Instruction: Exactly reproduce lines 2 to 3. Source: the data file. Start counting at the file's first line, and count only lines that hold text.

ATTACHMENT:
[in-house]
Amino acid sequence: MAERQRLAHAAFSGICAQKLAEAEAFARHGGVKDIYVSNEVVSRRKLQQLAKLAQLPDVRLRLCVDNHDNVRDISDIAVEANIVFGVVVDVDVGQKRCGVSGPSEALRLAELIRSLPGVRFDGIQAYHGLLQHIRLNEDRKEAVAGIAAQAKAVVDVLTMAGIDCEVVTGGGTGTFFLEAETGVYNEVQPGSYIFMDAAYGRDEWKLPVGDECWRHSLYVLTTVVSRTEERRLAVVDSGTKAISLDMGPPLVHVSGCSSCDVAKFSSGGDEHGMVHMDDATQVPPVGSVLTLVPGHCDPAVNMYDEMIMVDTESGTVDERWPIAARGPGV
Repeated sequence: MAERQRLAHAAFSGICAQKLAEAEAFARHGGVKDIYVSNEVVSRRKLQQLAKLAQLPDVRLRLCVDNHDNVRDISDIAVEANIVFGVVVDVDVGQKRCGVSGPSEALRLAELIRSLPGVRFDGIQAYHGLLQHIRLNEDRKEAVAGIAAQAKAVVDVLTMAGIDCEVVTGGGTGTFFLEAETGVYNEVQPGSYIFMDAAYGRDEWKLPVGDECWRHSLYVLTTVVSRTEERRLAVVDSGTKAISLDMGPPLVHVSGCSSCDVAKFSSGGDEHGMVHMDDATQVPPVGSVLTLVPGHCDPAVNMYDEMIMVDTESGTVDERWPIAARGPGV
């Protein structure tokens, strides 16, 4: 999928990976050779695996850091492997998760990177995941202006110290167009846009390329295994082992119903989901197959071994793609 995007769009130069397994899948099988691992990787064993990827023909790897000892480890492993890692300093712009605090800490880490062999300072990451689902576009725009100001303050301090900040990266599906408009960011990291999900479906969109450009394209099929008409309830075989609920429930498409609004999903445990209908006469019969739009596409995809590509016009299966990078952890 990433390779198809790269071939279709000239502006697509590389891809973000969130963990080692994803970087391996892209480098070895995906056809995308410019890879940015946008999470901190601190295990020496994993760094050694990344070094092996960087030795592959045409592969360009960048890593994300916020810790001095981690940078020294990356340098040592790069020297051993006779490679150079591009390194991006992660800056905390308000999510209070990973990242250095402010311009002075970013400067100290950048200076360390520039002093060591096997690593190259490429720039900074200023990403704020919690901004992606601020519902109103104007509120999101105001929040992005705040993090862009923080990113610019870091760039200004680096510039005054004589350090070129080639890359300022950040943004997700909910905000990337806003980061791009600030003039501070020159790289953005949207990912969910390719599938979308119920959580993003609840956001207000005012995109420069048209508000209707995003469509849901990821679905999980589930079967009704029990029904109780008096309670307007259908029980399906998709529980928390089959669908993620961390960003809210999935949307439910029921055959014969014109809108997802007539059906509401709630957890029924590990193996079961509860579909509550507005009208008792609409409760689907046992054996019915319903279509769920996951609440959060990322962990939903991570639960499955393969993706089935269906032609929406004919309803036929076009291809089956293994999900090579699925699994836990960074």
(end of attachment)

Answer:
Amino acid sequence: MAERQRLAHAAFSGICAQKLAEAEAFARHGGVKDIYVSNEVVSRRKLQQLAKLAQLPDVRLRLCVDNHDNVRDISDIAVEANIVFGVVVDVDVGQKRCGVSGPSEALRLAELIRSLPGVRFDGIQAYHGLLQHIRLNEDRKEAVAGIAAQAKAVVDVLTMAGIDCEVVTGGGTGTFFLEAETGVYNEVQPGSYIFMDAAYGRDEWKLPVGDECWRHSLYVLTTVVSRTEERRLAVVDSGTKAISLDMGPPLVHVSGCSSCDVAKFSSGGDEHGMVHMDDATQVPPVGSVLTLVPGHCDPAVNMYDEMIMVDTESGTVDERWPIAARGPGV
Repeated sequence: MAERQRLAHAAFSGICAQKLAEAEAFARHGGVKDIYVSNEVVSRRKLQQLAKLAQLPDVRLRLCVDNHDNVRDISDIAVEANIVFGVVVDVDVGQKRCGVSGPSEALRLAELIRSLPGVRFDGIQAYHGLLQHIRLNEDRKEAVAGIAAQAKAVVDVLTMAGIDCEVVTGGGTGTFFLEAETGVYNEVQPGSYIFMDAAYGRDEWKLPVGDECWRHSLYVLTTVVSRTEERRLAVVDSGTKAISLDMGPPLVHVSGCSSCDVAKFSSGGDEHGMVHMDDATQVPPVGSVLTLVPGHCDPAVNMYDEMIMVDTESGTVDERWPIAARGPGV